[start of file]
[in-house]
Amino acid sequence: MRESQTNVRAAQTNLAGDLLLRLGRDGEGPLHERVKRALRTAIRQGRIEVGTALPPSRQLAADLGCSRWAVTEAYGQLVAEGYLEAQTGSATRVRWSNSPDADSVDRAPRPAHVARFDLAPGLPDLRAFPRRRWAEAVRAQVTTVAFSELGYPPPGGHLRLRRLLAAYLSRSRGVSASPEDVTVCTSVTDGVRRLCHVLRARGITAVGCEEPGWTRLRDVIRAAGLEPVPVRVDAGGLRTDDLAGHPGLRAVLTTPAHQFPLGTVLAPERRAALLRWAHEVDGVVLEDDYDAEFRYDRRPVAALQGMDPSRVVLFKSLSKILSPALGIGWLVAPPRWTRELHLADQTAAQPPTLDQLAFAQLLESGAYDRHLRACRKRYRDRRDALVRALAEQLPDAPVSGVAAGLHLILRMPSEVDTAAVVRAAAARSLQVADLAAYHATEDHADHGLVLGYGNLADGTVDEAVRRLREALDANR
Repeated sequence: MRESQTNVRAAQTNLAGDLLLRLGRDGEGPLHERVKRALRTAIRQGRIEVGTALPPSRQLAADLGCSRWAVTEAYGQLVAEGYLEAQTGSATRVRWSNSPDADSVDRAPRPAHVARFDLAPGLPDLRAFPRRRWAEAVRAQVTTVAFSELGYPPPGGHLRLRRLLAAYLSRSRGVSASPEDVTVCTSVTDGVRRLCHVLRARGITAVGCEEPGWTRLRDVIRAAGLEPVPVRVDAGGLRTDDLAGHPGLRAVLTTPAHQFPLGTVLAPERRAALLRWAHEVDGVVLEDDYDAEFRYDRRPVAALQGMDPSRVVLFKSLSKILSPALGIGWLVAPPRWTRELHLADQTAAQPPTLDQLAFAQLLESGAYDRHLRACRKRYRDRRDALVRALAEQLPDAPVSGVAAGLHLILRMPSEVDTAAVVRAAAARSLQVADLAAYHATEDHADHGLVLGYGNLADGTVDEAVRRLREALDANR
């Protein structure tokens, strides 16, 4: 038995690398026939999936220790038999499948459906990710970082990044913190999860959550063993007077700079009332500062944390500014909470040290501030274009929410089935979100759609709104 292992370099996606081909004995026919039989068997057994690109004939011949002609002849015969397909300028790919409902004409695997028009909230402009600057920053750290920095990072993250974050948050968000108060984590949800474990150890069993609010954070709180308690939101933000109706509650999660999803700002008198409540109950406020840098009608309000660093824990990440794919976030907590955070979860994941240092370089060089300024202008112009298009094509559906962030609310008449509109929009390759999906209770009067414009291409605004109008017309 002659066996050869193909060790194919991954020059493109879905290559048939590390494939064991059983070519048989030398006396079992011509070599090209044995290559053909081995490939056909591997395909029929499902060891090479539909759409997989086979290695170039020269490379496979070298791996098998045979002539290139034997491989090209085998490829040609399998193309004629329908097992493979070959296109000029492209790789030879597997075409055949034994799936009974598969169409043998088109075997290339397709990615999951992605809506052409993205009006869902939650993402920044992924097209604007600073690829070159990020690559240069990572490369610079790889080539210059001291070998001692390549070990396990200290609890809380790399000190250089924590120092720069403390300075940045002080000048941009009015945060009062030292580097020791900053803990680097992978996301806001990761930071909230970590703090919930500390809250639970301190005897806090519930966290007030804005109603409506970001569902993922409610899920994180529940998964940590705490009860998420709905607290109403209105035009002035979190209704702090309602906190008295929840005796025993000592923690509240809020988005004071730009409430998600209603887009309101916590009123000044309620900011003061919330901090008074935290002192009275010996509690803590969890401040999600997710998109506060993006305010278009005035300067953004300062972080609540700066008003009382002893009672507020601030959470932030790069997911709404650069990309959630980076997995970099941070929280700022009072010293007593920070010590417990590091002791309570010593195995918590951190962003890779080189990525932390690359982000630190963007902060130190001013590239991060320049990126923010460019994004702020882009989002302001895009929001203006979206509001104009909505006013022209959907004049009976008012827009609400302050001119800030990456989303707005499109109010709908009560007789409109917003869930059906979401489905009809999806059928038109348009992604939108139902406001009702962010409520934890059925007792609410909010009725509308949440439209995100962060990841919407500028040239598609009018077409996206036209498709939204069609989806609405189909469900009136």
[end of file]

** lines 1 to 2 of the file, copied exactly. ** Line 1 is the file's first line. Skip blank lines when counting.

[in-house]
Amino acid sequence: MRESQTNVRAAQTNLAGDLLLRLGRDGEGPLHERVKRALRTAIRQGRIEVGTALPPSRQLAADLGCSRWAVTEAYGQLVAEGYLEAQTGSATRVRWSNSPDADSVDRAPRPAHVARFDLAPGLPDLRAFPRRRWAEAVRAQVTTVAFSELGYPPPGGHLRLRRLLAAYLSRSRGVSASPEDVTVCTSVTDGVRRLCHVLRARGITAVGCEEPGWTRLRDVIRAAGLEPVPVRVDAGGLRTDDLAGHPGLRAVLTTPAHQFPLGTVLAPERRAALLRWAHEVDGVVLEDDYDAEFRYDRRPVAALQGMDPSRVVLFKSLSKILSPALGIGWLVAPPRWTRELHLADQTAAQPPTLDQLAFAQLLESGAYDRHLRACRKRYRDRRDALVRALAEQLPDAPVSGVAAGLHLILRMPSEVDTAAVVRAAAARSLQVADLAAYHATEDHADHGLVLGYGNLADGTVDEAVRRLREALDANR